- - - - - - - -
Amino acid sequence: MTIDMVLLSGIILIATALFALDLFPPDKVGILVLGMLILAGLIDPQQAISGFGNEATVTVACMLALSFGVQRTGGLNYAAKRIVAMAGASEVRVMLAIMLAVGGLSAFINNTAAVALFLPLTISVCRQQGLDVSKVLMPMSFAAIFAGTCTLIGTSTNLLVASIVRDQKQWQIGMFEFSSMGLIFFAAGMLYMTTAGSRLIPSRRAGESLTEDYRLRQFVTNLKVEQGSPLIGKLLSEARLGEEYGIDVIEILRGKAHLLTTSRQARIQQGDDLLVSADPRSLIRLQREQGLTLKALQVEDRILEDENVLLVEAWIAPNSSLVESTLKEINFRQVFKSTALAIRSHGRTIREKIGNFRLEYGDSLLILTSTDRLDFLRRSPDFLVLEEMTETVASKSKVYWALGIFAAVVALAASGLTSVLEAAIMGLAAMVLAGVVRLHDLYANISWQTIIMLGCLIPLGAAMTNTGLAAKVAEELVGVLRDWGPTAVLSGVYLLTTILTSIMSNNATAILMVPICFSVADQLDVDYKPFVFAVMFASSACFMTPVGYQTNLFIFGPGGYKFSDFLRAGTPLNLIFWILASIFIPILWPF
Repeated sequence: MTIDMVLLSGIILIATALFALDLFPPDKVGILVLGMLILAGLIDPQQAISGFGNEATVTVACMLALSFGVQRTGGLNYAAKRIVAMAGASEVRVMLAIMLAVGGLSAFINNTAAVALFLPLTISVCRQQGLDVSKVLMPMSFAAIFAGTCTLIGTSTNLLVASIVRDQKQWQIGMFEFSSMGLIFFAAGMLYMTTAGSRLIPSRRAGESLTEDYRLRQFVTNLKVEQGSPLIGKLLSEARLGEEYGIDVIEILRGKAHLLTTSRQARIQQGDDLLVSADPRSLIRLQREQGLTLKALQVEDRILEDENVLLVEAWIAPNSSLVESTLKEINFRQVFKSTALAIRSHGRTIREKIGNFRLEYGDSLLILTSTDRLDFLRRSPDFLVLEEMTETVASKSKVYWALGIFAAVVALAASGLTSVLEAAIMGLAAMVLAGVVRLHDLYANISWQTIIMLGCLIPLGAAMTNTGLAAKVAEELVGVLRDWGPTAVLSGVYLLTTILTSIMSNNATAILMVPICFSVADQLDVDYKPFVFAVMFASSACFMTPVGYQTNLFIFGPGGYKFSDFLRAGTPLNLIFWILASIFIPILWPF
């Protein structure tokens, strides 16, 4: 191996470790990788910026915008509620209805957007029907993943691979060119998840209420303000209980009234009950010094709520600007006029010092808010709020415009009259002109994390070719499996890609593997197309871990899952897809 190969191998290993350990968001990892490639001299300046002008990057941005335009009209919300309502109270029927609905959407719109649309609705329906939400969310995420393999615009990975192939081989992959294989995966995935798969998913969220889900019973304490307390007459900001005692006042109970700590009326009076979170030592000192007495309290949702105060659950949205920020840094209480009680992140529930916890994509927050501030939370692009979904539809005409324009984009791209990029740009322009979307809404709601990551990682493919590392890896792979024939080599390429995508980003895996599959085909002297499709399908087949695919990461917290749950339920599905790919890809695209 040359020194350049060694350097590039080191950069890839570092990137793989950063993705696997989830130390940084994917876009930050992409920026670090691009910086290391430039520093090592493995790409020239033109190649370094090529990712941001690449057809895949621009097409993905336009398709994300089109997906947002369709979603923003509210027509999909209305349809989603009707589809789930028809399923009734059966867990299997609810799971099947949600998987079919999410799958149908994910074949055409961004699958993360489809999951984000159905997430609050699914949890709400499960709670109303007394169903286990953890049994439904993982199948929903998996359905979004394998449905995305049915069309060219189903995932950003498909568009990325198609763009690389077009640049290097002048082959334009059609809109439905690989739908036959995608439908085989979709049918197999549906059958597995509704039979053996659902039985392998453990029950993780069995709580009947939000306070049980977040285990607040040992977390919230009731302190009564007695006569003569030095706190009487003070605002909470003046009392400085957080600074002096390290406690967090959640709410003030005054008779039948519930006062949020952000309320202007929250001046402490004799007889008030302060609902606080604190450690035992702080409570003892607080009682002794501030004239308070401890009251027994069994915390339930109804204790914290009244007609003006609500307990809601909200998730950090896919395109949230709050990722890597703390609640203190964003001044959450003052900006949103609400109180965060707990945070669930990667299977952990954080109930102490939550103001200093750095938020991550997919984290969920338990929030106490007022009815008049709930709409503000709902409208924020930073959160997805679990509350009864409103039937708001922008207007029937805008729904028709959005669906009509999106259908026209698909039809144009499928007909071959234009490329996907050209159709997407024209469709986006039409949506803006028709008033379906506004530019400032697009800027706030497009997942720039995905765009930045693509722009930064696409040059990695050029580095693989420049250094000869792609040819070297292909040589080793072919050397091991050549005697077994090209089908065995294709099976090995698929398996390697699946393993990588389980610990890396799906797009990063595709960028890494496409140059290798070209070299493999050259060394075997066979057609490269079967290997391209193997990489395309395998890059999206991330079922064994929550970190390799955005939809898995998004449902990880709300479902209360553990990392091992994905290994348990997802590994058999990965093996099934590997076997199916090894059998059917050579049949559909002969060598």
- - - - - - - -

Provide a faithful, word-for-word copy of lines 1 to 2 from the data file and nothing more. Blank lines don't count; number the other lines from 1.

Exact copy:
Amino acid sequence: MTIDMVLLSGIILIATALFALDLFPPDKVGILVLGMLILAGLIDPQQAISGFGNEATVTVACMLALSFGVQRTGGLNYAAKRIVAMAGASEVRVMLAIMLAVGGLSAFINNTAAVALFLPLTISVCRQQGLDVSKVLMPMSFAAIFAGTCTLIGTSTNLLVASIVRDQKQWQIGMFEFSSMGLIFFAAGMLYMTTAGSRLIPSRRAGESLTEDYRLRQFVTNLKVEQGSPLIGKLLSEARLGEEYGIDVIEILRGKAHLLTTSRQARIQQGDDLLVSADPRSLIRLQREQGLTLKALQVEDRILEDENVLLVEAWIAPNSSLVESTLKEINFRQVFKSTALAIRSHGRTIREKIGNFRLEYGDSLLILTSTDRLDFLRRSPDFLVLEEMTETVASKSKVYWALGIFAAVVALAASGLTSVLEAAIMGLAAMVLAGVVRLHDLYANISWQTIIMLGCLIPLGAAMTNTGLAAKVAEELVGVLRDWGPTAVLSGVYLLTTILTSIMSNNATAILMVPICFSVADQLDVDYKPFVFAVMFASSACFMTPVGYQTNLFIFGPGGYKFSDFLRAGTPLNLIFWILASIFIPILWPF
Repeated sequence: MTIDMVLLSGIILIATALFALDLFPPDKVGILVLGMLILAGLIDPQQAISGFGNEATVTVACMLALSFGVQRTGGLNYAAKRIVAMAGASEVRVMLAIMLAVGGLSAFINNTAAVALFLPLTISVCRQQGLDVSKVLMPMSFAAIFAGTCTLIGTSTNLLVASIVRDQKQWQIGMFEFSSMGLIFFAAGMLYMTTAGSRLIPSRRAGESLTEDYRLRQFVTNLKVEQGSPLIGKLLSEARLGEEYGIDVIEILRGKAHLLTTSRQARIQQGDDLLVSADPRSLIRLQREQGLTLKALQVEDRILEDENVLLVEAWIAPNSSLVESTLKEINFRQVFKSTALAIRSHGRTIREKIGNFRLEYGDSLLILTSTDRLDFLRRSPDFLVLEEMTETVASKSKVYWALGIFAAVVALAASGLTSVLEAAIMGLAAMVLAGVVRLHDLYANISWQTIIMLGCLIPLGAAMTNTGLAAKVAEELVGVLRDWGPTAVLSGVYLLTTILTSIMSNNATAILMVPICFSVADQLDVDYKPFVFAVMFASSACFMTPVGYQTNLFIFGPGGYKFSDFLRAGTPLNLIFWILASIFIPILWPF